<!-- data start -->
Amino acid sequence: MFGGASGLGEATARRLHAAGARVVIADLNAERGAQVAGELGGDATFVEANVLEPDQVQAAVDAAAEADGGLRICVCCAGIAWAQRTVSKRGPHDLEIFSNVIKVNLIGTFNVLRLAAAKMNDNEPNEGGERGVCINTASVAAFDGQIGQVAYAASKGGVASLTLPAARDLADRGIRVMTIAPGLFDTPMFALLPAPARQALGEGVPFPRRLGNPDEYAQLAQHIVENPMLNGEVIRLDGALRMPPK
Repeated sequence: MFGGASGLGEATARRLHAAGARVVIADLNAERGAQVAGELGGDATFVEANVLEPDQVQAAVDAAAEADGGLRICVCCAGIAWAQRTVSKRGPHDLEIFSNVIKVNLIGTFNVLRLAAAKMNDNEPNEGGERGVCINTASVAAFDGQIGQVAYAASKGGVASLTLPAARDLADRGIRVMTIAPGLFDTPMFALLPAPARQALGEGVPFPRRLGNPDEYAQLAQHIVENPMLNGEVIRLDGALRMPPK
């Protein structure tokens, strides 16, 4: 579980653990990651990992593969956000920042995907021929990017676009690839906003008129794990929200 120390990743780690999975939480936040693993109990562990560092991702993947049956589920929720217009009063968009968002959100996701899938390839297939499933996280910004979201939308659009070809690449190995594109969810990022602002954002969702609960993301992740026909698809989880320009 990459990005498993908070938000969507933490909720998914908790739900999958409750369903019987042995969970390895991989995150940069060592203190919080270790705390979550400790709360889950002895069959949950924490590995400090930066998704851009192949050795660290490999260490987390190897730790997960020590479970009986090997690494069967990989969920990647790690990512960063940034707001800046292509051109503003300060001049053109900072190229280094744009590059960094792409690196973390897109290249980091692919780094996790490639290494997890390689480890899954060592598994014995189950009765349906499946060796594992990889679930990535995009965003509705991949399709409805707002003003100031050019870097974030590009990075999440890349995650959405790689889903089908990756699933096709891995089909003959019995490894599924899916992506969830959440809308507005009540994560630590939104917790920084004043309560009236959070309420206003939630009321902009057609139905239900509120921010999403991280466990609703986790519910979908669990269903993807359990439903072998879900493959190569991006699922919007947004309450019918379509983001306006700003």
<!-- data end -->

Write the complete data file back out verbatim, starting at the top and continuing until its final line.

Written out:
Amino acid sequence: MFGGASGLGEATARRLHAAGARVVIADLNAERGAQVAGELGGDATFVEANVLEPDQVQAAVDAAAEADGGLRICVCCAGIAWAQRTVSKRGPHDLEIFSNVIKVNLIGTFNVLRLAAAKMNDNEPNEGGERGVCINTASVAAFDGQIGQVAYAASKGGVASLTLPAARDLADRGIRVMTIAPGLFDTPMFALLPAPARQALGEGVPFPRRLGNPDEYAQLAQHIVENPMLNGEVIRLDGALRMPPK
Repeated sequence: MFGGASGLGEATARRLHAAGARVVIADLNAERGAQVAGELGGDATFVEANVLEPDQVQAAVDAAAEADGGLRICVCCAGIAWAQRTVSKRGPHDLEIFSNVIKVNLIGTFNVLRLAAAKMNDNEPNEGGERGVCINTASVAAFDGQIGQVAYAASKGGVASLTLPAARDLADRGIRVMTIAPGLFDTPMFALLPAPARQALGEGVPFPRRLGNPDEYAQLAQHIVENPMLNGEVIRLDGALRMPPK
């Protein structure tokens, strides 16, 4: 579980653990990651990992593969956000920042995907021929990017676009690839906003008129794990929200 120390990743780690999975939480936040693993109990562990560092991702993947049956589920929720217009009063968009968002959100996701899938390839297939499933996280910004979201939308659009070809690449190995594109969810990022602002954002969702609960993301992740026909698809989880320009 990459990005498993908070938000969507933490909720998914908790739900999958409750369903019987042995969970390895991989995150940069060592203190919080270790705390979550400790709360889950002895069959949950924490590995400090930066998704851009192949050795660290490999260490987390190897730790997960020590479970009986090997690494069967990989969920990647790690990512960063940034707001800046292509051109503003300060001049053109900072190229280094744009590059960094792409690196973390897109290249980091692919780094996790490639290494997890390689480890899954060592598994014995189950009765349906499946060796594992990889679930990535995009965003509705991949399709409805707002003003100031050019870097974030590009990075999440890349995650959405790689889903089908990756699933096709891995089909003959019995490894599924899916992506969830959440809308507005009540994560630590939104917790920084004043309560009236959070309420206003939630009321902009057609139905239900509120921010999403991280466990609703986790519910979908669990269903993807359990439903072998879900493959190569991006699922919007947004309450019918379509983001306006700003």